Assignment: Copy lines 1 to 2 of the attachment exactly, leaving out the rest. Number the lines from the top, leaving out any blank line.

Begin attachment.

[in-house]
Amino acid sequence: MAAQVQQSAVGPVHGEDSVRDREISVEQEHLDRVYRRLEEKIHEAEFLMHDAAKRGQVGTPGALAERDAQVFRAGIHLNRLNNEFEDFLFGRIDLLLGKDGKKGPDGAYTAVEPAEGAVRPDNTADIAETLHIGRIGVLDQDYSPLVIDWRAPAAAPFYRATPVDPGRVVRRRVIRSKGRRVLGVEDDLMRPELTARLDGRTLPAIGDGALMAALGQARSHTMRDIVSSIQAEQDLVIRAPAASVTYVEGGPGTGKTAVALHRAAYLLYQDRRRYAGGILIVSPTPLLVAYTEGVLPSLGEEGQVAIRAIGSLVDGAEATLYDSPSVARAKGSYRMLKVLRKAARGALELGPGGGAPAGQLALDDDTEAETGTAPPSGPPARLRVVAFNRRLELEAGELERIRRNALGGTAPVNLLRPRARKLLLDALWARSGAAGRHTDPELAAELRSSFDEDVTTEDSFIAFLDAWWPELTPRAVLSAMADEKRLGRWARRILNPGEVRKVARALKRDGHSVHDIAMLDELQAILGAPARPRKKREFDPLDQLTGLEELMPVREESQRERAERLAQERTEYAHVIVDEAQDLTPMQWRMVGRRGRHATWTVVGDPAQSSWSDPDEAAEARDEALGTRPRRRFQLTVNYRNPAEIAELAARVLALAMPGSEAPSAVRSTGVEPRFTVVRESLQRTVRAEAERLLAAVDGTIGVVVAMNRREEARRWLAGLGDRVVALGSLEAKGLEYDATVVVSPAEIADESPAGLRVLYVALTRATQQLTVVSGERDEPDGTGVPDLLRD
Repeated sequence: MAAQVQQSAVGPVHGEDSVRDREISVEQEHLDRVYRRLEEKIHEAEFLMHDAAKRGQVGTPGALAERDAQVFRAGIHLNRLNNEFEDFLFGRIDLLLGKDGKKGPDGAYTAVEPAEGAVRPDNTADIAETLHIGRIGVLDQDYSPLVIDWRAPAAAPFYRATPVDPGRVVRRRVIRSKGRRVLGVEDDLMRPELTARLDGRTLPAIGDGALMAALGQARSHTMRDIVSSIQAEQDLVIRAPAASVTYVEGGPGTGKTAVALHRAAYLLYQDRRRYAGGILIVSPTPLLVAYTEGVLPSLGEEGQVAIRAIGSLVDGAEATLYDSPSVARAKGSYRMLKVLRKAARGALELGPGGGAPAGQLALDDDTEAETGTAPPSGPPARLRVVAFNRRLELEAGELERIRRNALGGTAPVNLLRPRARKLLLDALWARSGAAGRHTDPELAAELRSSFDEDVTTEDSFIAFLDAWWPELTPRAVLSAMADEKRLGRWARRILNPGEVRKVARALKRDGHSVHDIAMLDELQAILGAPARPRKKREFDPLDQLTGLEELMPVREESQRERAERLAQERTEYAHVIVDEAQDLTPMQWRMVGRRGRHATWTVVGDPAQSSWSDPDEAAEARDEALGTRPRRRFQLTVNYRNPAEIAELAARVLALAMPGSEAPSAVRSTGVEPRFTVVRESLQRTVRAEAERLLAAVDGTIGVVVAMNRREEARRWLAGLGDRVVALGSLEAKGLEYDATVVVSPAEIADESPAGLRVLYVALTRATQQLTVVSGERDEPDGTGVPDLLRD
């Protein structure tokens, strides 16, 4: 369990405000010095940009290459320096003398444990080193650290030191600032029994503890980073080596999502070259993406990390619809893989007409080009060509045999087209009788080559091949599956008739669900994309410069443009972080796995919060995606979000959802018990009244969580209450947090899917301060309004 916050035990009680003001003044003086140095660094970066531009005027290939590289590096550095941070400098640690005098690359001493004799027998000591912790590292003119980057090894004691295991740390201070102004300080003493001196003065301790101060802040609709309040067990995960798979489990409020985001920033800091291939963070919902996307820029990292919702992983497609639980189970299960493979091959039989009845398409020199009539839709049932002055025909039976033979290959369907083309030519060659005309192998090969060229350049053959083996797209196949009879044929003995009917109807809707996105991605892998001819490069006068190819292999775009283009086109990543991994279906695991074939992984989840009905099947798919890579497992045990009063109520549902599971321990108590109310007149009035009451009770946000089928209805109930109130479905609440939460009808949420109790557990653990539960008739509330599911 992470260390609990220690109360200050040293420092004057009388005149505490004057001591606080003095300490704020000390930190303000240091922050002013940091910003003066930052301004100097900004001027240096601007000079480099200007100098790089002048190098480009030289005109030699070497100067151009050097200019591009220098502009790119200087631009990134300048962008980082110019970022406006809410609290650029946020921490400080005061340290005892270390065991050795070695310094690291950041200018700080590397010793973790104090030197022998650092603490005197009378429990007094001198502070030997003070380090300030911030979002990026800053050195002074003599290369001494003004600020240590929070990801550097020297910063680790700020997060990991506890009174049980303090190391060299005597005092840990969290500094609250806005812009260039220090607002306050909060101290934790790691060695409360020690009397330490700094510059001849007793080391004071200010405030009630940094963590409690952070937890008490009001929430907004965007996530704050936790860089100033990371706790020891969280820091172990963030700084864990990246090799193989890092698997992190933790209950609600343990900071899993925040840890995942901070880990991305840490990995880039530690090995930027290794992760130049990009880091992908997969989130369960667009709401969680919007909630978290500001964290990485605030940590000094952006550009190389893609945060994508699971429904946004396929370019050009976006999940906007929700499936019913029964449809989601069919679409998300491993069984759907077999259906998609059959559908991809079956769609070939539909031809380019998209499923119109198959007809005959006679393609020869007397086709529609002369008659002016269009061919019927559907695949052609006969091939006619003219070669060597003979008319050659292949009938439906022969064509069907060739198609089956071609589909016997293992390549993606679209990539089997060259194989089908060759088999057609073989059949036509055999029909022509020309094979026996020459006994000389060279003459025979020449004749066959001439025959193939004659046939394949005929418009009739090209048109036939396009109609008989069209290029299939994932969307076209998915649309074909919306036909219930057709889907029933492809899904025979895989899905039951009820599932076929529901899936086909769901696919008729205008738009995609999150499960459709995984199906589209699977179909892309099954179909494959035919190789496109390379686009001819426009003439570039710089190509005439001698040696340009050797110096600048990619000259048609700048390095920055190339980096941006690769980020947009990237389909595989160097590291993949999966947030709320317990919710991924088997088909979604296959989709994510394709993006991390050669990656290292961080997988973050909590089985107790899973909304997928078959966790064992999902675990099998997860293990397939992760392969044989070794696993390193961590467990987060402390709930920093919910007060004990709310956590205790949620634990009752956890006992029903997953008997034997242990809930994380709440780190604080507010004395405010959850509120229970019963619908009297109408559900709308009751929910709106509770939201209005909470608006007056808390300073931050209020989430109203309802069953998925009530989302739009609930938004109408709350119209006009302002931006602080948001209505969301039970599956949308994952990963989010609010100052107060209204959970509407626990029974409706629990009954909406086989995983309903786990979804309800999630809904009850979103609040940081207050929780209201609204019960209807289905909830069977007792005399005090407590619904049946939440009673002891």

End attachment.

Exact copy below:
[in-house]
Amino acid sequence: MAAQVQQSAVGPVHGEDSVRDREISVEQEHLDRVYRRLEEKIHEAEFLMHDAAKRGQVGTPGALAERDAQVFRAGIHLNRLNNEFEDFLFGRIDLLLGKDGKKGPDGAYTAVEPAEGAVRPDNTADIAETLHIGRIGVLDQDYSPLVIDWRAPAAAPFYRATPVDPGRVVRRRVIRSKGRRVLGVEDDLMRPELTARLDGRTLPAIGDGALMAALGQARSHTMRDIVSSIQAEQDLVIRAPAASVTYVEGGPGTGKTAVALHRAAYLLYQDRRRYAGGILIVSPTPLLVAYTEGVLPSLGEEGQVAIRAIGSLVDGAEATLYDSPSVARAKGSYRMLKVLRKAARGALELGPGGGAPAGQLALDDDTEAETGTAPPSGPPARLRVVAFNRRLELEAGELERIRRNALGGTAPVNLLRPRARKLLLDALWARSGAAGRHTDPELAAELRSSFDEDVTTEDSFIAFLDAWWPELTPRAVLSAMADEKRLGRWARRILNPGEVRKVARALKRDGHSVHDIAMLDELQAILGAPARPRKKREFDPLDQLTGLEELMPVREESQRERAERLAQERTEYAHVIVDEAQDLTPMQWRMVGRRGRHATWTVVGDPAQSSWSDPDEAAEARDEALGTRPRRRFQLTVNYRNPAEIAELAARVLALAMPGSEAPSAVRSTGVEPRFTVVRESLQRTVRAEAERLLAAVDGTIGVVVAMNRREEARRWLAGLGDRVVALGSLEAKGLEYDATVVVSPAEIADESPAGLRVLYVALTRATQQLTVVSGERDEPDGTGVPDLLRD